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Malone thinks ahead of the pack as he plots latest plan of attack

By Michael Sadlier

Published 15/01/2016

Niall Malone's thought pattern had already clicked into the next game by half-time last Sunday. As Ulster's performance analyst he earns his corn by thinking ahead anyway, but looking at the horrible fact that Oyonnax had racked up a 23-0 lead, he was envisaging what might unfold tomorrow at Allianz Park if things continued to unravel in France.

"Nothing had gone well and, you know, you're thinking Saracens on the same type of pitch and with the weapons they have ..." he breaks off but doesn't really need to go further.

"But from the depths of despair to come out of there with a win, well, it's actually made this week look after itself as far any team talks and emotional build-ups go.

"Look, you can't win a game purely on emotion, but if you don't have emotion you've no chance of winning," the former Leicester Tigers player adds.

And so, 24 unanswered points later, the European campaign still survives. Though Malone is clearly still upbeat after Ulster's astonishing comeback in France, everything changes now against the unbeaten pool leaders Saracens who simply don't lose many games, home or away, in the Champions Cup or the Aviva Premiership.

"If we'd suffered a big loss on Sunday the belief really wouldn't have been in the minds of the players, but we saw two sides of what we can produce.

"Because we've beaten Toulouse home and away I think everyone thinks we're back up there but we do know that we're now playing one of the very best European teams this weekend."

Sarries easily swatted Ulster aside in the pool game back in November, racked up a huge total in the back-to-back clashes with Oyonnax but, last weekend, lost their first game of the season -after 12 straight victories - when narrowly beaten at Harlequins.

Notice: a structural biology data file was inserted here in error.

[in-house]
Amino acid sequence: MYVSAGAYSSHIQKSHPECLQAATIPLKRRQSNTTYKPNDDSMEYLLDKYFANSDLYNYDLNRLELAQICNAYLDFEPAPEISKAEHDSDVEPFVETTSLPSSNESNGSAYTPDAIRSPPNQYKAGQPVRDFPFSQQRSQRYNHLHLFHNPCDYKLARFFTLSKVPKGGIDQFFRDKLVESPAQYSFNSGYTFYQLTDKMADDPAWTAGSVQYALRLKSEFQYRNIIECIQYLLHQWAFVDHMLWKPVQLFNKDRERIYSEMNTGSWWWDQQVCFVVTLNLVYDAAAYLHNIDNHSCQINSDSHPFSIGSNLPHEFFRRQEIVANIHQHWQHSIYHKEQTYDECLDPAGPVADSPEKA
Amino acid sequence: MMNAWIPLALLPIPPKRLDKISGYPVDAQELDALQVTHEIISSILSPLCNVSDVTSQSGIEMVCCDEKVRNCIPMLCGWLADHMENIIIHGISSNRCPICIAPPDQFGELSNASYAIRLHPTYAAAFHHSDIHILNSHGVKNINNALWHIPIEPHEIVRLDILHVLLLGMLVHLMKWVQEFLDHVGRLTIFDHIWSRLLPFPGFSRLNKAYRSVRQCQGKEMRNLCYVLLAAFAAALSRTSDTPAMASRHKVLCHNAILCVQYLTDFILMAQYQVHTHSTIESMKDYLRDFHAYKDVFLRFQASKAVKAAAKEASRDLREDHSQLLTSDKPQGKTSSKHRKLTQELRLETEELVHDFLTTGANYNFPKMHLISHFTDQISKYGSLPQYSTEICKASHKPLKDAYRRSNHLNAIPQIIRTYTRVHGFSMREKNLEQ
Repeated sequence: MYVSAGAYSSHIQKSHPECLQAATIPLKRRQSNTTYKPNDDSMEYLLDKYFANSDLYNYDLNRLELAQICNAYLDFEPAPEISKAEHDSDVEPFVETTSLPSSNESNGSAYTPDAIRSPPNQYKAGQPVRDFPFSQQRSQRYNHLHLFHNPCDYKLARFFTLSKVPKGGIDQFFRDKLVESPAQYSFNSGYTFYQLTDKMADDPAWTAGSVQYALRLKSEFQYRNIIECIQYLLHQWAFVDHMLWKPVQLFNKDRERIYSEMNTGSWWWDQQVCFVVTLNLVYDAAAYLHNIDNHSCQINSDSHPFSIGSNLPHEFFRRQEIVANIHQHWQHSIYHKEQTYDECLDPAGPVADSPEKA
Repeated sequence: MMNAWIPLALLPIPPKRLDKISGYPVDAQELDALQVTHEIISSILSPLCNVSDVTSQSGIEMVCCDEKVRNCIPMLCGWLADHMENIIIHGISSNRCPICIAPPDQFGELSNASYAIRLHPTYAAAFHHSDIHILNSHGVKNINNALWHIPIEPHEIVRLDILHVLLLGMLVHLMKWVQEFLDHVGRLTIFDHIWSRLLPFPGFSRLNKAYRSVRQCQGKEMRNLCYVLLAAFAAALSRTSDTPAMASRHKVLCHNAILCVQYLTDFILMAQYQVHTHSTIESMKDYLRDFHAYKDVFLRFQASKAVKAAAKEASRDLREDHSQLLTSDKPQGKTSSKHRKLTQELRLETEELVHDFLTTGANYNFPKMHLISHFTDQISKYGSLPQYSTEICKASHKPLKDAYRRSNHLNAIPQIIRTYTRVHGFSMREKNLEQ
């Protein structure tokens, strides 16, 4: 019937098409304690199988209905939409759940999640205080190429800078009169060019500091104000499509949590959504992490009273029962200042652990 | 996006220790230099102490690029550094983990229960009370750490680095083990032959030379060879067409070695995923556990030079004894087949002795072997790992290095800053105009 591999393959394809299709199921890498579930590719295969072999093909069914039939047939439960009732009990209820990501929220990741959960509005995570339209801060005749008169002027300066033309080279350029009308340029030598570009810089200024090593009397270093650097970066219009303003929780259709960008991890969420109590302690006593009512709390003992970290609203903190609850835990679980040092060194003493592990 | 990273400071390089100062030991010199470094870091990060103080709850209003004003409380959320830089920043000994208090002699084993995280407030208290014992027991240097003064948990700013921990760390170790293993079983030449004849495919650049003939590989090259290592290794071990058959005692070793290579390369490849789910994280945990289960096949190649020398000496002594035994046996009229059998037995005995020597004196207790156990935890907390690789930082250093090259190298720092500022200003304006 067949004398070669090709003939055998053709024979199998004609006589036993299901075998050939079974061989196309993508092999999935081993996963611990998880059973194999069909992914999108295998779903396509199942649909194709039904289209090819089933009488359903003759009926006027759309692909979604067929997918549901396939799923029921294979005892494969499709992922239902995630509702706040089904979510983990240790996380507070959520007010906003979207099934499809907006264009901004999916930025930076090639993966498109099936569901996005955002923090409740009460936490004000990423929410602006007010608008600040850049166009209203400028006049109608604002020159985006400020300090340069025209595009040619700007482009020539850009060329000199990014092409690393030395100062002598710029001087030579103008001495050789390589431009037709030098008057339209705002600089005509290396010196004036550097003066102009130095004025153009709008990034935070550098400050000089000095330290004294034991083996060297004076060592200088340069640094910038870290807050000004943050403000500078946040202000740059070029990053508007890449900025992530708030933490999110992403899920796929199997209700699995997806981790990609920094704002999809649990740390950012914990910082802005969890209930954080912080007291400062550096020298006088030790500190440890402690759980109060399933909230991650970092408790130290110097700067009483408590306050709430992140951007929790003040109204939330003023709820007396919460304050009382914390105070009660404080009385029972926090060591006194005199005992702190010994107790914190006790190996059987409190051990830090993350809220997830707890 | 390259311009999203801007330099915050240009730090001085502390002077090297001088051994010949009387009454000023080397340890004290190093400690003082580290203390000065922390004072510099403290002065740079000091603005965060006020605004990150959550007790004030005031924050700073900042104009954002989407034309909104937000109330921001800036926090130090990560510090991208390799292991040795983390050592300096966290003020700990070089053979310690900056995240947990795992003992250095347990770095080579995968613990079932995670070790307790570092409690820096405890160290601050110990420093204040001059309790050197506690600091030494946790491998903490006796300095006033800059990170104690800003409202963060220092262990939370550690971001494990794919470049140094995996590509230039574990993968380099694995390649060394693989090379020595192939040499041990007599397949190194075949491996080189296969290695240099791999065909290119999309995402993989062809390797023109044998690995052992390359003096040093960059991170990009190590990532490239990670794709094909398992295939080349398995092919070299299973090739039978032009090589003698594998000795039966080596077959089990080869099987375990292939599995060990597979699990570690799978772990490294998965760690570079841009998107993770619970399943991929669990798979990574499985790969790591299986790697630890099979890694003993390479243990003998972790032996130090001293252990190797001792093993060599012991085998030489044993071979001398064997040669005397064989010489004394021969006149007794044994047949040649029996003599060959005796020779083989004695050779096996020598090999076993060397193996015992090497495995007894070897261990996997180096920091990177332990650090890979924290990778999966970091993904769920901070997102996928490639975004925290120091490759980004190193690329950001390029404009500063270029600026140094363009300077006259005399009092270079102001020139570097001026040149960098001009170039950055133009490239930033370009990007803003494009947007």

So, a glimmer of hope as Malone helps plot what could be a much sought after result after all the damage Sarries have previously wreaked on Ulster?

"Look, they were leading and they got a red card and then conceded 11 points after that so," Malone points out, "would they have lost otherwise?"

"We've gone through that Quins game with a fine-tooth comb and we've certainly been encouraged that Quins didn't play the percentages against Saracens but were ambitious," he adds.

"And I think if you do play that way Saracens are so good at percentages that you'll probably lose so it's going to take something, not so much flamboyant, but a bit more interesting (to win).

"I also think Saracens could be particularly strong because they lost," he points out.

"I would have actually preferred them to have won (last weekend) because the longer the winning streak is, the more you're likely to lose a bit of focus."

And as for having to play a second week on an artificial surface, Malone argues that having already had game-time on Oyonnax's 3G pitch could actually work in Ulster's favour over at Allianz Park.

"Yes, the bodies are slightly more fatigued but it's actually been timely to have all that out of the way on an artificial pitch, as we always felt that going to Saracens would be absolutely pivotal."

"And maybe Sarries are due a slightly under par performance against us," he adds hopefully.

Belfast Telegraph

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